What if the agent or editor isn’t someone I’d be interested to have read my work?

Even if the agent or editor isn’t the right person for your submission, you’ll still receive valuable, professional feedback. You’ll have a chance to pitch the people you want during the One-on-One pitch sessions later that day.

What should I bring with me?

A single sheet of paper with your title, subgenre, a logline (more on that in a moment), and the first page of your novel (standard double-spaced 12-point Times New Roman). You also probably want to bring a pen and some paper for taking notes. There will be lot of helpful information at these sessions, even when it’s not your submission being discussed.

What’s a logline?

It’s a very short—usually only a sentence—description of your book that gives the listener an idea of what it’s about while piquing his or her curiosity to find out more. There’s a good article about writing loglines here.

How much time will there be for my submission?

About six minutes. Maybe a little more. That includes reading the submission out loud and receiving the feedback from the agent or editor and the published author. The published author will be in charge of timekeeping for your table.

What if I disagree with some of the feedback from the agent or editor or the published author?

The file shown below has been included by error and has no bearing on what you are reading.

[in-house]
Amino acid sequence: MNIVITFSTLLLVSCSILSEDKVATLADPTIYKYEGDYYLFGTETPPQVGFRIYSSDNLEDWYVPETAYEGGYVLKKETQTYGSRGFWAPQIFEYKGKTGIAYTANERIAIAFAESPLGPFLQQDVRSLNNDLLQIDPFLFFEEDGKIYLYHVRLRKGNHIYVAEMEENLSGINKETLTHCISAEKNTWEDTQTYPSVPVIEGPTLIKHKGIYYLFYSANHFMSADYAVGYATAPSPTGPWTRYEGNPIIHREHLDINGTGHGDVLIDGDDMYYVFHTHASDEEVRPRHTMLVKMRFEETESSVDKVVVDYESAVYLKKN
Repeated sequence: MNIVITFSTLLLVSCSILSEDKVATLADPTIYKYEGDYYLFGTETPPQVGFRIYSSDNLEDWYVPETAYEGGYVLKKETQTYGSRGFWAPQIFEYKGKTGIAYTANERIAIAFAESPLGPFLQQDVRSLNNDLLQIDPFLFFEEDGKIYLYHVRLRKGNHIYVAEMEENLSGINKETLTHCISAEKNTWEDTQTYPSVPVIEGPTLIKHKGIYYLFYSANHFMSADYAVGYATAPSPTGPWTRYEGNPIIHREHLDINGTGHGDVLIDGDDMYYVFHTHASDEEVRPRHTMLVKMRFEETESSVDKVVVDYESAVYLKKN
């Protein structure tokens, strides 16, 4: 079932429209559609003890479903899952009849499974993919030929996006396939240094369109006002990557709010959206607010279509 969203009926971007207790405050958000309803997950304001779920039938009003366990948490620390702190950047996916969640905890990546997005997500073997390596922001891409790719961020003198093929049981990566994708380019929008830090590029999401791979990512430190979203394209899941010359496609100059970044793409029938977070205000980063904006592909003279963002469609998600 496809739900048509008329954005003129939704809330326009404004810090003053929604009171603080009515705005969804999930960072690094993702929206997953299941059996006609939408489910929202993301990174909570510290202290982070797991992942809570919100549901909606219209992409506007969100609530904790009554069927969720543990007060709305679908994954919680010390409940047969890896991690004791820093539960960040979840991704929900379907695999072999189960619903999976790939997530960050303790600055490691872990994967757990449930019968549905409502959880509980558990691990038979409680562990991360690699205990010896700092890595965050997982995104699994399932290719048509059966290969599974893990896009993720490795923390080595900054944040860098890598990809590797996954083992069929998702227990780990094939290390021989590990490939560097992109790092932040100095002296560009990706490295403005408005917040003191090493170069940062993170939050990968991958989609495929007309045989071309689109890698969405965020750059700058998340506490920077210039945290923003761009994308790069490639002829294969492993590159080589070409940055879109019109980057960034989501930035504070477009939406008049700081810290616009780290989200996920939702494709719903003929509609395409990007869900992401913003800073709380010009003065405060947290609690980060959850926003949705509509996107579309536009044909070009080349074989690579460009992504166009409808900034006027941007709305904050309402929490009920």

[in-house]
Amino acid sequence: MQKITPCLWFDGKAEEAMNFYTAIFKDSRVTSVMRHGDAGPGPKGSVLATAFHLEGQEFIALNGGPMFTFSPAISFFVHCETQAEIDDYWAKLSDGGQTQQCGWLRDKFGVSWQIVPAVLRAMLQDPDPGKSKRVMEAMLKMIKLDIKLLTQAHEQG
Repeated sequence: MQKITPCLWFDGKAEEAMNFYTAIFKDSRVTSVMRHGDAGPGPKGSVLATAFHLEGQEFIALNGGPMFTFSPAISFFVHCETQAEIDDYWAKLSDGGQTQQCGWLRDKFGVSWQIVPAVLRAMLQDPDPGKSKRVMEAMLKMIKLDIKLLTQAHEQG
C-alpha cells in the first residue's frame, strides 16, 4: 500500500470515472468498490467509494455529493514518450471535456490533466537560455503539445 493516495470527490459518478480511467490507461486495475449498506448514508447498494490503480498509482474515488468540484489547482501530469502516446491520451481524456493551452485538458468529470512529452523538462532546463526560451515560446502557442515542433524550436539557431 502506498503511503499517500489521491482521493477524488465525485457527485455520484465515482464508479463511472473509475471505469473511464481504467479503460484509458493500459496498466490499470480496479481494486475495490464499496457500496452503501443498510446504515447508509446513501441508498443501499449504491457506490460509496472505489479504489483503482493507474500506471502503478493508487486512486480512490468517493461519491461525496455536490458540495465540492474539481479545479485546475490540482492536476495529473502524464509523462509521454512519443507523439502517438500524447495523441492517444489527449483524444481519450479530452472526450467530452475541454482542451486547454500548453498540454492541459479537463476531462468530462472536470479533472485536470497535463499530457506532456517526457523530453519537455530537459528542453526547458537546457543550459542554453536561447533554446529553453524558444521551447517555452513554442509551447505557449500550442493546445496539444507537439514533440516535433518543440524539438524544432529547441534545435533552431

Writing is a very subjective field. The feedback you receive may be just that person’s first impression. Don’t take it personally and don’t argue about it. Just take it as that person’s opinion and learn what you can from it. Because of time constraints, you won’t be able discuss your work (or the work of other writers) during the program.

What if the agent or editor is interested in seeing more of my manuscript?

The agents and editors will not request any follow-ups during the session. He or she may make a note and communicate with you privately afterward. These roundtables are not formal pitch sessions, so don’t worry if no one asks to read more.

Pitching Agents and Editors

Where can I find information about the agents and editors attending the conference?

The bios for the agents and editors will be posted as they are confirmed through the summer.

In past years, I was assigned an agent or editor based on choices I gave ahead of time. Are we not doing that this year?

That’s right. Used to be you only had the chance to pitch a single agent or editor, and you may not have been able to get your first choice. We recently changed the format to give you more opportunities to pitch to the people you want. It’s been a big success, and we’re doing it again this year.

How do I choose which agents and editors to pitch to?

That’s up to you. First, you should study the bios of the agents and editors and decide who might be a good fit, and who won’t be. We’ll be giving you a summary of their likes and dislikes when you check in. If you find an agent or editor who you’re really excited to talk to, you might decide to make a beeline for him or her at the beginning. Some agents and editors may end up with longer lines; you’ll have to decide if you’re better off waiting to talk to them, or whether you’d be better served talking to people with shorter lines. We will make maps available so that you can easily find the agents and editors you want to pitch to.